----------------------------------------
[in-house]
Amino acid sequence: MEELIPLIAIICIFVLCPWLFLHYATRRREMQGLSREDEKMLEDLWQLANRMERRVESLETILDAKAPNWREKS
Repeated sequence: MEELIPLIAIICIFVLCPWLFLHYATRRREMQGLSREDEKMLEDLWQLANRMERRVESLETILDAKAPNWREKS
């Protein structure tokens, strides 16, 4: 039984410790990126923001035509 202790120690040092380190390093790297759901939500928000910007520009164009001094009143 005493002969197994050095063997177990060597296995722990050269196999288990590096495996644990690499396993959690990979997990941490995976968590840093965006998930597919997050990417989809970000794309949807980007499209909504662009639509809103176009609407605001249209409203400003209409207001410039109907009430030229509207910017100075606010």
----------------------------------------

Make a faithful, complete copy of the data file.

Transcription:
[in-house]
Amino acid sequence: MEELIPLIAIICIFVLCPWLFLHYATRRREMQGLSREDEKMLEDLWQLANRMERRVESLETILDAKAPNWREKS
Repeated sequence: MEELIPLIAIICIFVLCPWLFLHYATRRREMQGLSREDEKMLEDLWQLANRMERRVESLETILDAKAPNWREKS
């Protein structure tokens, strides 16, 4: 039984410790990126923001035509 202790120690040092380190390093790297759901939500928000910007520009164009001094009143 005493002969197994050095063997177990060597296995722990050269196999288990590096495996644990690499396993959690990979997990941490995976968590840093965006998930597919997050990417989809970000794309949807980007499209909504662009639509809103176009609407605001249209409203400003209409207001410039109907009430030229509207910017100075606010």